Describe the overall procedures for management of the data collected. Include in the description the process for entering and editing data. Describe how study materials, including questionnaires, statistical analyses, unique reagents, annotated notebooks, computer programs and other computerized information, whether used for publication or not, will be maintained to allow ready, future access for analysis and review. Document operating procedures for managing and accessing different versions of data sets. State who the data belong to and any rights to and limitations to access for any primary and secondary data analyses and publications. Document procedures regarding confidentiality of the data, including how confidentiality will be preserved during transmission, use and storage of the data and the names of persons or positions responsible for technical and administrative stewardship responsibilities. Document what the final disposition of records, data, computer files, and specimens will be, including location for any relevant information to be stored.
Describe the steps that will ensure no unintended consequences that could affect the quality of the data. Those steps might include methods to capture all reported data exactly as received, assuring logical consistency among all parts of a record and ensuring that manipulation or transformation of the data (e.g from audio tape to transcribed text) produces no unintended changes, and verifying that statistical and arithmetic calculations are performed as proposed in the data analysis plan. For outbreak investigations, this would include verifying diagnosis and confirming the outbreak. Describe procedures for ongoing data quality monitoring to assure that information of appropriate depth, breadth, and specificity is collected and remains consistent within and among staff over time, and acceptable levels of such attributes as validity, reliability, reproducibility, sensitivity and specificity are achieved.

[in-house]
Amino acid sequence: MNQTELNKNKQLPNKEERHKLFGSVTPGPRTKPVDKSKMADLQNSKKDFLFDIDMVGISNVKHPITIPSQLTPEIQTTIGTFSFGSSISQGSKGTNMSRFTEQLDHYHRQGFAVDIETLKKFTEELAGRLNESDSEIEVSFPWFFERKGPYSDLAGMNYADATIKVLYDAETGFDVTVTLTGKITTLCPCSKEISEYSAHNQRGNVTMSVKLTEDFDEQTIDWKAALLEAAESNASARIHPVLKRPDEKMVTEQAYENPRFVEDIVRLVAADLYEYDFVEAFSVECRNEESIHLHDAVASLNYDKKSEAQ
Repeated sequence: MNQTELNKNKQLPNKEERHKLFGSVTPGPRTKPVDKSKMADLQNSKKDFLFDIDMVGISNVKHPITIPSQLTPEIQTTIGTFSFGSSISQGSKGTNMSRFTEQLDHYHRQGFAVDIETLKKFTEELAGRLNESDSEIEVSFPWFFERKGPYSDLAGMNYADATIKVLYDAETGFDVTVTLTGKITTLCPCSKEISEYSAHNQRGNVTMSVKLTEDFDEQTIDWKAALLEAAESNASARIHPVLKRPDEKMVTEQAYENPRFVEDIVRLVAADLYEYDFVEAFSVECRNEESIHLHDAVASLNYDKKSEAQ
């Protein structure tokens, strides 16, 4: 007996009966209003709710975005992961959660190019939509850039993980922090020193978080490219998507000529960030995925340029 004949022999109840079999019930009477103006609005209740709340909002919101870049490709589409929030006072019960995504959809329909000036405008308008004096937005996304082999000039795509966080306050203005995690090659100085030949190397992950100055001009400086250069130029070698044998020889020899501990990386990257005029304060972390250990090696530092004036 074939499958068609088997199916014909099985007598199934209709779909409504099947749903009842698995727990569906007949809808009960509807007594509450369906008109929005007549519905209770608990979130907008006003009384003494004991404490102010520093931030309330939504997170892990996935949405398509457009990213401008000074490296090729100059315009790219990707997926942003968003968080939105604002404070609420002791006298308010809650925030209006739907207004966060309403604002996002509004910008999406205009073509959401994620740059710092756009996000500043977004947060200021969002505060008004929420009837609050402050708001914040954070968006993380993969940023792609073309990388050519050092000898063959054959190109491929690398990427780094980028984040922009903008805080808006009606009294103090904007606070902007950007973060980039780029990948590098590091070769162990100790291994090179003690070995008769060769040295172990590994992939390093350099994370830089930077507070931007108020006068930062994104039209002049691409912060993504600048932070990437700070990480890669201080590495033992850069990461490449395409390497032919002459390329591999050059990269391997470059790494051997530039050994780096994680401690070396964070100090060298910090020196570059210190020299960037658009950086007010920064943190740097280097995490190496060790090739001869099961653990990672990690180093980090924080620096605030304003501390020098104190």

Bias in data collection, measurement and analysis:
Describe the kinds of bias that may occur in collecting the data or in the measurement or analysis phases, and the steps that will be taken to avoid, minimize and compensate for the bias. Include factors in the study population or in study personnel that could bias results, as well as the steps that will be taken to assure valid self-reporting or recording of observations. Include any randomization and blinding procedures that will be used to eliminate/minimize bias by investigators, other study staff or participants (e.g., in selection of participants, allocation to treatment groups, providing/receiving treatment).
Intermediate reviews and analyses:
Describe the ways that progress will be tracked and the study will be evaluated prior to assessing final results.
Limitations of study:
Explain factors that might reduce the applicability of study results. Discuss potential weak points or criticisms of the study, including alternative methods.
Dissemination, notification and reporting of results
Notifying participants of study findings:
Explain whether the participant will be offered the option of receiving overall study findings and the form they will take.
Anticipated products or inventions resulting from the study and their use:
List any products, including inventions, derived from the study, and how those will be used.
Disseminating results to public:
Define effective communication channels and best formats for presenting information that will be used to disseminate project results to specific target audiences.
List bibliographic references used to create and delimit all aspects of the study.
Data collection forms:
Include any forms or documents used to collect data or from which data are abstracted. Examples of these are questionnaires, medical records and other abstraction forms.
Proposed tables and figures:
Provide table shells and examples of figures for presentation of data and study results.•Other relevant documents: Include any other relevant supplementary materials.